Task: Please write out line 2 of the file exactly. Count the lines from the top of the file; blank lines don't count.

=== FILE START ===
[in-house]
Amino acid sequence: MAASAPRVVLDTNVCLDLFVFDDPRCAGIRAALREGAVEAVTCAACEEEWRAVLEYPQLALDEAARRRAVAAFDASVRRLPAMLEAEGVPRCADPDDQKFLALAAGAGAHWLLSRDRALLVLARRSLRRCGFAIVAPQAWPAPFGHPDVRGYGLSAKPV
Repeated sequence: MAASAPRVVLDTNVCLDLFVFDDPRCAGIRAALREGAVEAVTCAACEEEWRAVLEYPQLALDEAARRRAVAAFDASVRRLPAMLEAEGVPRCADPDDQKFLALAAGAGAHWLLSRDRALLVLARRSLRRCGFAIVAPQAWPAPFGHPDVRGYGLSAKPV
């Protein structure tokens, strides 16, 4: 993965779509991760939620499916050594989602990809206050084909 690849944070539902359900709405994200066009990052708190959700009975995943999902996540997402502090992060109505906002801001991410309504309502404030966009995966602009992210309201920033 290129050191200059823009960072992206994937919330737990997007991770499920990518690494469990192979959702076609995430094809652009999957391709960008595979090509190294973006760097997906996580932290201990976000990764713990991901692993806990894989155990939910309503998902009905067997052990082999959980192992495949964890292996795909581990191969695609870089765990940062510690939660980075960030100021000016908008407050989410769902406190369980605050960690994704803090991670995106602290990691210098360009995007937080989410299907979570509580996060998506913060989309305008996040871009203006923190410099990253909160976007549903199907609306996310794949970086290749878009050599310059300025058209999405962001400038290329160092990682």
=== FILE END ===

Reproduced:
Amino acid sequence: MAASAPRVVLDTNVCLDLFVFDDPRCAGIRAALREGAVEAVTCAACEEEWRAVLEYPQLALDEAARRRAVAAFDASVRRLPAMLEAEGVPRCADPDDQKFLALAAGAGAHWLLSRDRALLVLARRSLRRCGFAIVAPQAWPAPFGHPDVRGYGLSAKPV